Authorities in Arizona say a teenage hacker disrupted the emergency 911 system for the Phoenix metro area and surrounding states this week with a malicious link shared on social media.
The Maricopa County Sheriff’s Office announced the arrest Thursday of Meetkumar Hiteshbhai Desai, an 18-year-old self-described iOS developer accused of being responsible for what authorities called a potentially dangerous cyberattack waged against critical infrastructure.
Mr. Desai has been charged with three counts of felony computer tampering related to a cyberattack police say he caused Tuesday night by spreading a malicious link that nearly crashed the emergency call systems used by the Surprise Police Department.
The Surprise Police received over 100 emergency calls within minutes Tuesday evening and was “in immediate danger of losing service” because smartphone and tablet users were opening a malicious link hosted on the young man’s website, the the Sheriff’s Office said in a statement.
Investigators were able to quickly shut down the site and identify Mr. Desai as its owner, according to the Sheriff’s Office. He was soon brought in for questioning and detailed how the attack unfolded, the statement said.
“Meet stated that although he did add that feature to the bug he had no intention of pushing it out to the public, because he knew it was illegal and people would ‘freak out,’” the Sheriff’s Office said in a statement. “Meet later claimed that he developed these malicious bugs and viruses to be recognized in the hacker and programming community as someone who was very skilled.”
Authorities say the malicious link that executed the code was being widely shared Tuesday night on Twitter, and was posted in response to a YouTube video uploaded to a channel called “TheHackSpot.” A Twitter account in the hacker’s name posted a screenshot Wednesday afternoon that indicated his website had been receiving thousands of hits.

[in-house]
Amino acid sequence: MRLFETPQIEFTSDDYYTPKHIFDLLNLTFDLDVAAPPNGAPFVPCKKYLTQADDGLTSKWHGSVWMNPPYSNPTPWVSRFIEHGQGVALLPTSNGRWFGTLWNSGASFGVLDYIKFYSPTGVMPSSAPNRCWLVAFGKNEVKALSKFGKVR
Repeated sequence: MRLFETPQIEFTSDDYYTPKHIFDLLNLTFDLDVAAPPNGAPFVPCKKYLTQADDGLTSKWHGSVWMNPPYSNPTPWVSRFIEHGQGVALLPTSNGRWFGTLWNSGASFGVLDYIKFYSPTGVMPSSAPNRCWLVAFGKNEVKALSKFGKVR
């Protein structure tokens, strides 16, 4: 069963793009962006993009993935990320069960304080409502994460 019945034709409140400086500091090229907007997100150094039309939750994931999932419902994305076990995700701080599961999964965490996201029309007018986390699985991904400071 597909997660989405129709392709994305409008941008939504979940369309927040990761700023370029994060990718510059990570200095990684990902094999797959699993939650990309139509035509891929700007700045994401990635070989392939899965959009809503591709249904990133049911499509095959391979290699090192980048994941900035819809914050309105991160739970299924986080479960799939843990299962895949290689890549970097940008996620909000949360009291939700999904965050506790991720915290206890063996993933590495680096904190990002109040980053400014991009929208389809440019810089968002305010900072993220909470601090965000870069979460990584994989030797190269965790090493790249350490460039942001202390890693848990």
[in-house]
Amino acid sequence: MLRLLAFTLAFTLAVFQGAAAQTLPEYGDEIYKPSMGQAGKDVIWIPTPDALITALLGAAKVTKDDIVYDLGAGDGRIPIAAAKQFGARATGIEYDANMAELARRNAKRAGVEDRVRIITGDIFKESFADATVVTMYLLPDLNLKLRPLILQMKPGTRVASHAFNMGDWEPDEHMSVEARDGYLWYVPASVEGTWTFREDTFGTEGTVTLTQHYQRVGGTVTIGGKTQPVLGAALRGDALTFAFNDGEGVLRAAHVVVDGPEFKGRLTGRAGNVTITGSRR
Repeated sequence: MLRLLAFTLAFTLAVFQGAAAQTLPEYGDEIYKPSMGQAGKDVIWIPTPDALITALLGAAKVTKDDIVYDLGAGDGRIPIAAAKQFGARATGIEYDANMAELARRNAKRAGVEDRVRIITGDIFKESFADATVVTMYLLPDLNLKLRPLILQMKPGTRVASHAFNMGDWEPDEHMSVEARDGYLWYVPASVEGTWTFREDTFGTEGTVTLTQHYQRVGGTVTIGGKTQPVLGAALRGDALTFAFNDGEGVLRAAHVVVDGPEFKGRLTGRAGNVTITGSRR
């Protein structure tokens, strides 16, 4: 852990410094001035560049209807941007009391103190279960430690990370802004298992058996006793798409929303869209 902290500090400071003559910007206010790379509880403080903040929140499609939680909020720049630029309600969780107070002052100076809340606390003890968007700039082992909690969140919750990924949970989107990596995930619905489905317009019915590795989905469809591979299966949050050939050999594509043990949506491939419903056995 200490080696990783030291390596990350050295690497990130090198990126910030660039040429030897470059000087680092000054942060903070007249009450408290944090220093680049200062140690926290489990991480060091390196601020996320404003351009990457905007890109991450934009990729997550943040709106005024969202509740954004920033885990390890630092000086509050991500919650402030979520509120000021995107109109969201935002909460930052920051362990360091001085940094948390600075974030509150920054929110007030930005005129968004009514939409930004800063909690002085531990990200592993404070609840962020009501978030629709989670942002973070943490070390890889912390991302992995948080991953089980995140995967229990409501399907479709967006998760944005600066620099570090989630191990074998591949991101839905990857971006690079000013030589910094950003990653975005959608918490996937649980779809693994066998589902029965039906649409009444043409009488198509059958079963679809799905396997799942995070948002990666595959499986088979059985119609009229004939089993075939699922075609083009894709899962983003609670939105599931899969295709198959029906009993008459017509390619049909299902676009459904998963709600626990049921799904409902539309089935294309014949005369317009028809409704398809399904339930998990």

In addition to nearly crippling the 911 system used by police in Surprise, authorities said the malicious link resulted in bogus calls being similarly placed with the Peoria Police Department, the Maricopa County Sheriff’s Office and agencies in California and Texas.
Researchers at Israel’s Ben-Gurion University warned in a report last month that the emergency systems for entire states could be easily crippled by compromising only about 6,000 smartphones and forcing those devices to make automated calls. Last year, hackers were able to infect roughly 650,000 Chinese smartphones with malware and use those devices to wage a telephonic distributed denial-of-service attack that knocked a website offline.
Mr. Desai was arrested Thursday and booked at 4th Avenue Jail in Phoenix. He was no longer listed as an active inmate on the Maricopa County Sheriff’s Office website as of Saturday, but could not immediately be reached for comment.